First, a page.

ACP-196: What You Should Know about this New Agent for B-cell Lymphomas and CLL

What is it?

ACP-196 is a second generation Bruton’s tyrosine kinase (BTK) inhibitor that can be taken orally. It was developed as an alternative to ibrutinib and was designed to be more selective in targeting BTK. Like ibrutinib it inhibits BTK, a protein important in the development, activation, proliferation, and survival of B-cells. ACP-196 is currently being investigated as a treatment for various B-cell lymphomas, as well as chronic lymphocytic leukemia (CLL).

How does ACP-196 work?

ACP-196 works by inhibiting the activity of BTK, a protein important in the development of B-cells. By preventing the activation of the B-cell antigen receptor signaling pathway, it slows down the growth of cancerous B-cells caused by the overactive BTK.

Does ACP-196 have any side effects?

The side effects for ACP-196 are acceptable and manageable with very few side effects being considered severe.

What is the difference between ACP-196 and ibrutinib?

ACP-196 and ibrutinib are similar in that they both inhibit BTK using the same binding site. They also are both effective in treating chronic lymphocytic leukemia cells. The difference is that ACP-196 inhibits fewer off target enzymes. By being more specific for BTK, the drug may have fewer side effects than ibrutinib, while maintaining similar anti-cancer activity.

How can I access ACP-196?

There are currently numerous clinical trials opened at Weill Cornell Medicine that use ACP-196 for various indications of CLL and B-cell lymphomas. A full list can be found on our Joint Clinical Trials website.

New Options for Treating Patients with Ibrutinib Resistant Mantle Cell Lymphoma

Earlier today the prestigious journal Cancer Discovery published the results of our program’s latest work in mantle cell lymphoma. Although previous clinical trials have demonstrated the effectiveness of ibrutinib in treating patients with mantle cell lymphoma, researchers also noted that some patient’s lymphoma developed ibrutinib resistance during treatment. Our findings revealed some insight into why this resistance occurs and offers several potential treatment strategies for patients who develop ibrutinib resistanceBased on their findings,

“…the researchers devised two treatment strategies that they tested in lymphoma cell lines. Both involve serial use of two anti-cancer drugs — the first to weaken or “prime” the cancer cells, and the second to deliver an added impact. Both use the experimental agent palbociclib (which selectively inhibits two cell-cycle promoting proteins, CDK4 and CDK6) to slow down the cancer’s growth and sensitize cells to the killing power of a second drug.”

As the study’s lead researcher, Dr. Selina Chen-Kiang commented,

“While for many patients ibrutinib represents a valuable treatment option, it has limitations, and we have been able to demonstrate how novel therapy combinations that target the cancer’s resistance pathways might possibly work better.”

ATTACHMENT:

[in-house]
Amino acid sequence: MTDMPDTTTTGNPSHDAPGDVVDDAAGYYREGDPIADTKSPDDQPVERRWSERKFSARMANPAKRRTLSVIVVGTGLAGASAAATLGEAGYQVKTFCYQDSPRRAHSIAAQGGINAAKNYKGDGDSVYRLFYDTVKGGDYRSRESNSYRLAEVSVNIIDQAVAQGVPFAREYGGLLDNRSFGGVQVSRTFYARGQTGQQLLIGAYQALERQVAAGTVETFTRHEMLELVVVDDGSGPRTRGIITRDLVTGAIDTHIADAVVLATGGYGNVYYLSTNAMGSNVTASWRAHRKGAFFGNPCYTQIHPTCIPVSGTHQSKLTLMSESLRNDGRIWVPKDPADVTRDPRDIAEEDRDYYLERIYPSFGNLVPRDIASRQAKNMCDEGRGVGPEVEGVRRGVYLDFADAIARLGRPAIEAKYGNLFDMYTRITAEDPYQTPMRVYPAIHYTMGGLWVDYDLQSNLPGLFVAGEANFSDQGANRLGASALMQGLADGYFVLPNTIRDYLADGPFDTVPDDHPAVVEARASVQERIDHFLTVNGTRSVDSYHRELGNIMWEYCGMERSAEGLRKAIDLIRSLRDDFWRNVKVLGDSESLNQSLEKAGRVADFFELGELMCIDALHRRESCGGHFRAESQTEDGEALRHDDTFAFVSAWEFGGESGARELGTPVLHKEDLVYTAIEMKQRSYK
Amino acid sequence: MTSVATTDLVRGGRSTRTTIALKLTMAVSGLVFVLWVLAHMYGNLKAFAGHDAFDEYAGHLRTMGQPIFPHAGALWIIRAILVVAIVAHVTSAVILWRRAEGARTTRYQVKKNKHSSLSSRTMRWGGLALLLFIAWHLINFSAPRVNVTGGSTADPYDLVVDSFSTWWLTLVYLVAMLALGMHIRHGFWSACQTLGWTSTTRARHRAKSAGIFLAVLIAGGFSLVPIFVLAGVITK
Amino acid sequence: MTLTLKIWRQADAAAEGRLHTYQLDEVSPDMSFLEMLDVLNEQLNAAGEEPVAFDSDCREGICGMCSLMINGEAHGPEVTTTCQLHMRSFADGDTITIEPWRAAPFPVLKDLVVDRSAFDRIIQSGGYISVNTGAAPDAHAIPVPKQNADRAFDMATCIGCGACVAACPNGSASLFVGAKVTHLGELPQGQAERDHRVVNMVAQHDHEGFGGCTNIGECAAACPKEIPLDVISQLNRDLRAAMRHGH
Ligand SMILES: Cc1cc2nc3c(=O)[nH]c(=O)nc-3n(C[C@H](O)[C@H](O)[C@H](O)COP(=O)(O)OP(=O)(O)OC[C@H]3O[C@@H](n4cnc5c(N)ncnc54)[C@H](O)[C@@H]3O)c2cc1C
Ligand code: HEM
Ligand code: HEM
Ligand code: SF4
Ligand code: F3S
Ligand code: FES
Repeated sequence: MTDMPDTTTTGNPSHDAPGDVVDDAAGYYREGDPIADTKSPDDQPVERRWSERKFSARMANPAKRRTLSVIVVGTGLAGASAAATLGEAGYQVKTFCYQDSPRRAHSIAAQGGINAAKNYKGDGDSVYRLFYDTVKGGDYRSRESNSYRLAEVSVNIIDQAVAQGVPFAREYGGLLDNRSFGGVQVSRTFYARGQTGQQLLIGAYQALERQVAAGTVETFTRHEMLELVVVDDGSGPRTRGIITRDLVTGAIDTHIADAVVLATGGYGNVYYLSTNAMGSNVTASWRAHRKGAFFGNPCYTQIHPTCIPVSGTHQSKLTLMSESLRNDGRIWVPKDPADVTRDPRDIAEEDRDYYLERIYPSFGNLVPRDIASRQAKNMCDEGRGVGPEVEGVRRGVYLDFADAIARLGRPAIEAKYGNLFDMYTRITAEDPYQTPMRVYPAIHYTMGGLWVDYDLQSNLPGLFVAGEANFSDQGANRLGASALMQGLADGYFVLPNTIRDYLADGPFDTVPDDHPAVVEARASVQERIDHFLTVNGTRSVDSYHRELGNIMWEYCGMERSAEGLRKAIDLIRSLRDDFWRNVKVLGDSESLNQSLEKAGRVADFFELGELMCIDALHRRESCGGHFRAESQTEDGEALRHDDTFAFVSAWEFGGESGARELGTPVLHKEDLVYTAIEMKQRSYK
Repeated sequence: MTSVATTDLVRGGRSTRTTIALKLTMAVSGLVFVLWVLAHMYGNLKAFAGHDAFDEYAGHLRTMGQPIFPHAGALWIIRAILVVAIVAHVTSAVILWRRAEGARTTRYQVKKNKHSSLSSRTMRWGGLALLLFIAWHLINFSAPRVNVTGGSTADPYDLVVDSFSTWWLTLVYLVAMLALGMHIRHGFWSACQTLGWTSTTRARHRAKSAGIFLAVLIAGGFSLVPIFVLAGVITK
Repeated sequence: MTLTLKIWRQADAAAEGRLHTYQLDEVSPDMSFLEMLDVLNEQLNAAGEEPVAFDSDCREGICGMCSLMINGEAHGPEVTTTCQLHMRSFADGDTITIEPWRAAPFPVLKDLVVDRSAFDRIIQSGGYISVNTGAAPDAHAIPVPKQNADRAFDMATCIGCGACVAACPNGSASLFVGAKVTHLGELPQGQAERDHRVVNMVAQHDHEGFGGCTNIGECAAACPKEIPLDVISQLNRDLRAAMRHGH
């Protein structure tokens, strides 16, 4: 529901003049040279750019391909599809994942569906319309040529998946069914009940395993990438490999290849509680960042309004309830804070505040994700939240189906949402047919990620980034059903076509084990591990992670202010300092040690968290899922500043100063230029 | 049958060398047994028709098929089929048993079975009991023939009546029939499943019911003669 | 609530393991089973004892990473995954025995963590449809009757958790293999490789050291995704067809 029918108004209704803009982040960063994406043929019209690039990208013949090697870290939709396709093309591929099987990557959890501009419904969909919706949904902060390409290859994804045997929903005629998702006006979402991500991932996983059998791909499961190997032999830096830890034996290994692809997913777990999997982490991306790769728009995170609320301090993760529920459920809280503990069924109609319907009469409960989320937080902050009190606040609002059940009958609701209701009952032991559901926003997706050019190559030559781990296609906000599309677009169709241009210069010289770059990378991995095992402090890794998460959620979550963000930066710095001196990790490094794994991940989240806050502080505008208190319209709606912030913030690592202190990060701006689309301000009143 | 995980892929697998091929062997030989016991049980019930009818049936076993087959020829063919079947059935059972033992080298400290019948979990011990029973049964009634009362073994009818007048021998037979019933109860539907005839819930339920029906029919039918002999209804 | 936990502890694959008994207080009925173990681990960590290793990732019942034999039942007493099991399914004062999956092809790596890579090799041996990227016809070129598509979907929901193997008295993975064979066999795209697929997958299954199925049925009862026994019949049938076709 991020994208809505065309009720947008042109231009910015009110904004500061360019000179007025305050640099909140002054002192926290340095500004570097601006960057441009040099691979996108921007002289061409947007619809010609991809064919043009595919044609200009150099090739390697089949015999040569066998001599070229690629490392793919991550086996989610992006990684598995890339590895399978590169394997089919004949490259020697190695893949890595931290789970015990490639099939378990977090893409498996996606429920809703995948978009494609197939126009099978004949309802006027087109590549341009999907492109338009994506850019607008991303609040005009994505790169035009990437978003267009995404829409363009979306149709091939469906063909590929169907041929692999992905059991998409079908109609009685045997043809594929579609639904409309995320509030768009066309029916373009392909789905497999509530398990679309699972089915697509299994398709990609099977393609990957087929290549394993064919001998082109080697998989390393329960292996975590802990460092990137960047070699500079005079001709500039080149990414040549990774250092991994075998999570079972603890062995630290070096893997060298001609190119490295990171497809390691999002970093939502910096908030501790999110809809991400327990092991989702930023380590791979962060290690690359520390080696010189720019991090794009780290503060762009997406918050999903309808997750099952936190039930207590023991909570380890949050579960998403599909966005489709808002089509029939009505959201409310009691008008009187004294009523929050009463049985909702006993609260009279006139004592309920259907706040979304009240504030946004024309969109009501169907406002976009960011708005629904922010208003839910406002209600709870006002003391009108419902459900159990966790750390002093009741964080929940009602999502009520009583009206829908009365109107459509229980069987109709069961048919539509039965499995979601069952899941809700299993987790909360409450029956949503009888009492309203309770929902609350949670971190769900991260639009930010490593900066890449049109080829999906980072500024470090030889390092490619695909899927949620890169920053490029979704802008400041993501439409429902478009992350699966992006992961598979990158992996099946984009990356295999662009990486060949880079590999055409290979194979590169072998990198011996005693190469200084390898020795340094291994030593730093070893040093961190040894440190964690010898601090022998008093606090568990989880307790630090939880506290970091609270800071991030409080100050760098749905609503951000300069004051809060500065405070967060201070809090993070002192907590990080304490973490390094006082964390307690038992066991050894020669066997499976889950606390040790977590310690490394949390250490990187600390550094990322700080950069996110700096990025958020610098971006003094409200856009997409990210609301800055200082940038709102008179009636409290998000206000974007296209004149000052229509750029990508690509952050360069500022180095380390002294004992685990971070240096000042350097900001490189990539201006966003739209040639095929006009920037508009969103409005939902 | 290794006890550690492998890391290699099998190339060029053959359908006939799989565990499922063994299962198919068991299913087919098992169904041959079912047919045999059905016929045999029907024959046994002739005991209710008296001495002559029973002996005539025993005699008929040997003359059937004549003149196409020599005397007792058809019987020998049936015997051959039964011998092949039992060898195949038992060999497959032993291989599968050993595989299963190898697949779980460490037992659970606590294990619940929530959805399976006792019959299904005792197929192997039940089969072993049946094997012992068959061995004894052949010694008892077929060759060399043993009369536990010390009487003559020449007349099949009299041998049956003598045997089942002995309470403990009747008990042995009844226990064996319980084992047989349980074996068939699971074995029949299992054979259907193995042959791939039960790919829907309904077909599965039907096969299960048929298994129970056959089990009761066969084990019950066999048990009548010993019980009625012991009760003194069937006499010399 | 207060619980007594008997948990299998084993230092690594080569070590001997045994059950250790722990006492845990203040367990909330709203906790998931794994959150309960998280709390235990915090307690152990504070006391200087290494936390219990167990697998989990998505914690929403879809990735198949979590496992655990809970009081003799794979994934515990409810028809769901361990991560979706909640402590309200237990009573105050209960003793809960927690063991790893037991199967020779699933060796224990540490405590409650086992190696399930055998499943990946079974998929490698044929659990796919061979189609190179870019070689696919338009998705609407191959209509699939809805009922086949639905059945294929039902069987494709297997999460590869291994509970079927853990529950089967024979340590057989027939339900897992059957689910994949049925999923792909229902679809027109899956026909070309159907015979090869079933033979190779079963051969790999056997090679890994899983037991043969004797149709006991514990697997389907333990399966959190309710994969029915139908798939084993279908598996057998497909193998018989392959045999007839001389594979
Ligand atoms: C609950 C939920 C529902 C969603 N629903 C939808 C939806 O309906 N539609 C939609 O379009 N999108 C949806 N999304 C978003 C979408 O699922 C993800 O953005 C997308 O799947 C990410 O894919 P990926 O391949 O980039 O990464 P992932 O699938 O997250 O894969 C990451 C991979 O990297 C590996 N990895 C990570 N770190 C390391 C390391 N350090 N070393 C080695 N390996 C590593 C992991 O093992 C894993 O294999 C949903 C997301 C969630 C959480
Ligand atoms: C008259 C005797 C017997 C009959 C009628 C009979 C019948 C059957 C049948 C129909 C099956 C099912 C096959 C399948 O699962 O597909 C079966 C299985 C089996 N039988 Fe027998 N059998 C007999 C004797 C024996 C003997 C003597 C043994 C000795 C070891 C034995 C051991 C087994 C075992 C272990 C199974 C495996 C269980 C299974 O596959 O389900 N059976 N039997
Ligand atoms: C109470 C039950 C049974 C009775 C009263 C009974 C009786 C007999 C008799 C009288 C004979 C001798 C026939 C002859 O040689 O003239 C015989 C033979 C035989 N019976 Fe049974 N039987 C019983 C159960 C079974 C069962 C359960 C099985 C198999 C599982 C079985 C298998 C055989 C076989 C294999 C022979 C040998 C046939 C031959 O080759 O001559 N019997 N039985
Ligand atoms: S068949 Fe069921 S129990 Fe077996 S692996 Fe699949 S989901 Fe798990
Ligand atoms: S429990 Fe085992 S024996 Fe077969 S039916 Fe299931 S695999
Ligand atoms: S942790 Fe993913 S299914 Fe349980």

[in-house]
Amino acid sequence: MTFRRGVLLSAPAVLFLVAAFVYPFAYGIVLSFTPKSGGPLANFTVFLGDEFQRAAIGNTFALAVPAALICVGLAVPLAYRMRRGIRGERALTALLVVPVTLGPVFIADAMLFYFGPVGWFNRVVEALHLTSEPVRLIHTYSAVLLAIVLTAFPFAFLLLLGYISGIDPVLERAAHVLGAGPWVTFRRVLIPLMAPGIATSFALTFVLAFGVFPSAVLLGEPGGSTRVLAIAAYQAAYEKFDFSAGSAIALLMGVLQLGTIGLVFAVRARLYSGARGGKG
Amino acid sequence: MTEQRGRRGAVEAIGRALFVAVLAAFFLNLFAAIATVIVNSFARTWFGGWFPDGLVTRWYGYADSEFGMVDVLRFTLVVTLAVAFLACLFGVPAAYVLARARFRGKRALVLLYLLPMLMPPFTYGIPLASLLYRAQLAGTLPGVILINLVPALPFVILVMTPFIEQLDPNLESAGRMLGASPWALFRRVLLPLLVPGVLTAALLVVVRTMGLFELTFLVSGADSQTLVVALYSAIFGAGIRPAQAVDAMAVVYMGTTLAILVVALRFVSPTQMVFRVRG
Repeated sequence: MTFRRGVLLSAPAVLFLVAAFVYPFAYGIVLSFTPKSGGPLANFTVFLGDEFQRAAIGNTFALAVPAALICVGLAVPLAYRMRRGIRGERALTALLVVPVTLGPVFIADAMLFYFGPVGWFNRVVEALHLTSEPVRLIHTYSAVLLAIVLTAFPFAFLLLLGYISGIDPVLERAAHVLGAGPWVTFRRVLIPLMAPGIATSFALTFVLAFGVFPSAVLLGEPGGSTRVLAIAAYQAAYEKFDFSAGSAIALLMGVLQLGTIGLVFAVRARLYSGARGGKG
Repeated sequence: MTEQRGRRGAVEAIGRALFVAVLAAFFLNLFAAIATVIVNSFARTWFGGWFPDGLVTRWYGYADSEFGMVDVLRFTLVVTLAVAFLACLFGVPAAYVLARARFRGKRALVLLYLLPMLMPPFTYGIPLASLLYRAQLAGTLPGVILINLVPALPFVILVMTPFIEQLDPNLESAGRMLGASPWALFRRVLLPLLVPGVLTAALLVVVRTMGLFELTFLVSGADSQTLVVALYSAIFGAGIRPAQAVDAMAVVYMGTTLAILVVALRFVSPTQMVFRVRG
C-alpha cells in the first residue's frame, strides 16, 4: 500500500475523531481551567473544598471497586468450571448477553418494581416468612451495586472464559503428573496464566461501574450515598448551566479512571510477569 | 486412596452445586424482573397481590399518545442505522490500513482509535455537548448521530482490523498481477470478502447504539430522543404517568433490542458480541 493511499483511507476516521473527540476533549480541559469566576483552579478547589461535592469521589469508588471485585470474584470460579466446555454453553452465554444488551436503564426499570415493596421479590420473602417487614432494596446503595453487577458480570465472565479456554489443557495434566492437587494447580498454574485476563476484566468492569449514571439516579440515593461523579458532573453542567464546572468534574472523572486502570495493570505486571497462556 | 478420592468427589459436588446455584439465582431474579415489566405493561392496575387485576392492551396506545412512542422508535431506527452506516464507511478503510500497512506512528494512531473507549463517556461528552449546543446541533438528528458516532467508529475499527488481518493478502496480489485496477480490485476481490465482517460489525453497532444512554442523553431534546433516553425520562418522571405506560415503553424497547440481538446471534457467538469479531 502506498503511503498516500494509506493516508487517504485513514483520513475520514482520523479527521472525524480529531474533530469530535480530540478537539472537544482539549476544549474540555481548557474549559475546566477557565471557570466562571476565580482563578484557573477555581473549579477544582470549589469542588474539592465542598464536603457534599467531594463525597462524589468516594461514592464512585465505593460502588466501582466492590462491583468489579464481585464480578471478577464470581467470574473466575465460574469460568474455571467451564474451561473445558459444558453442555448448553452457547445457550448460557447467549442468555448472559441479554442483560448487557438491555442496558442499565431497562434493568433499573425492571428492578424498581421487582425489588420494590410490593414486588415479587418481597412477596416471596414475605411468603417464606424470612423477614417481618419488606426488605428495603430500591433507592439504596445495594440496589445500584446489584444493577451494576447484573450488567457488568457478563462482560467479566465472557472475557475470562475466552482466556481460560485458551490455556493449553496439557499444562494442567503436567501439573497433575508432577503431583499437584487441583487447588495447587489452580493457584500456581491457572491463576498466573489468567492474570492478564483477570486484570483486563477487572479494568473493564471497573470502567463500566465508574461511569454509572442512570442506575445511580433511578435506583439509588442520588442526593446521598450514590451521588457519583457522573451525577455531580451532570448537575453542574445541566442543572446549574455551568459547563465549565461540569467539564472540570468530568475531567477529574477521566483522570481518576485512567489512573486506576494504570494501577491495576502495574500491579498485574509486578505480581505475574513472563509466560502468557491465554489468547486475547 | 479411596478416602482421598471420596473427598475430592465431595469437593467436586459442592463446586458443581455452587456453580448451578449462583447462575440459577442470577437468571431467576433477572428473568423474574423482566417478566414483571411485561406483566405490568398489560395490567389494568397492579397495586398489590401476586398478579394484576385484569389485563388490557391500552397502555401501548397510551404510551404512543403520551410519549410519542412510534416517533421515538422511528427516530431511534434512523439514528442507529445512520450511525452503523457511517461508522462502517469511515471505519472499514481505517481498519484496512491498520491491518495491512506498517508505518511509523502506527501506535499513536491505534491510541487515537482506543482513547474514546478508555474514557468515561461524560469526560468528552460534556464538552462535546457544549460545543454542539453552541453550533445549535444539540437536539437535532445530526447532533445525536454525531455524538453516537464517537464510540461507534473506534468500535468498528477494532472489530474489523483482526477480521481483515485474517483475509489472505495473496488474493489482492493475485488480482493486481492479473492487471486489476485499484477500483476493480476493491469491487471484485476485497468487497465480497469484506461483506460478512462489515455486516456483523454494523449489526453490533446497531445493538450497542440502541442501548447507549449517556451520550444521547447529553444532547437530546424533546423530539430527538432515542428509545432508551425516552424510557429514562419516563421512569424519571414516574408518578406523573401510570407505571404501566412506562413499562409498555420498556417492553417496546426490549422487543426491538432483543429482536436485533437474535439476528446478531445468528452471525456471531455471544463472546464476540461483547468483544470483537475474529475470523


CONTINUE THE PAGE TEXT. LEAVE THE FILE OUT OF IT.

These results build on years of laboratory and clinical work at WCMC, and they highlight the need for further research such as our ongoing trial with ibrutinib plus palbociclib

If you have any questions please contact us and look to our clinical trials page for our ongoing trials.

For additional information see the press release from the American Association for Cancer Research.

Update from ASH 2011: New treatments for mantle cell lymphoma are on the horizon

By Peter Martin, MD

Update: this study is closed to enrollment. 

Arguably the most exciting news to come from the American Society of Hematology (ASH) meeting this year was the presentation by Dr. Michael Wang of preliminary results from the phase 2 trial of PCI-32765 for patients with previously treated mantle cell lymphoma (MCL). PCI-32765 is an oral (pill form) inhibitor of an enzyme called Bruton’s Tyrosine Kinase (BTK). BTK plays an important role in communicating pro-survival signals from the cell microenvironment to the nucleus of the cell. Inhibition of BTK by PCI-32765 demonstrated promise in patients with MCL in a national phase 1 that was open at Weill Cornell Medical College. This phase 2 study, also open at Weill Cornell, demonstrated a response rate of approximately 60-70% with little toxicity (mostly mild gastrointestinal side-effects). It is too early to determine how long these effects will last or whether there are any side effects that will become apparent with longer treatment. Click here for more information about this trial.

Dr. Beata Holkova presented the results of a National Cancer Institute (NCI) phase 2 study that was open at several institutions across the country, including Weill Cornell. The trial evaluated the combination of bortezomib (FDA-approved for treatment of patients with previously treated MCL) plus the histone deacetylase inhibitor vorinostat. The combination demonstrated synergistic activity in preclinical studies and showed promised in earlier trials in patients with multiple myeloma. Preliminary results from this NCI trial were encouraging, particularly in the group of patients with MCL that had never been treated with bortezomib. The trial is ongoing. Click here for more information about this study.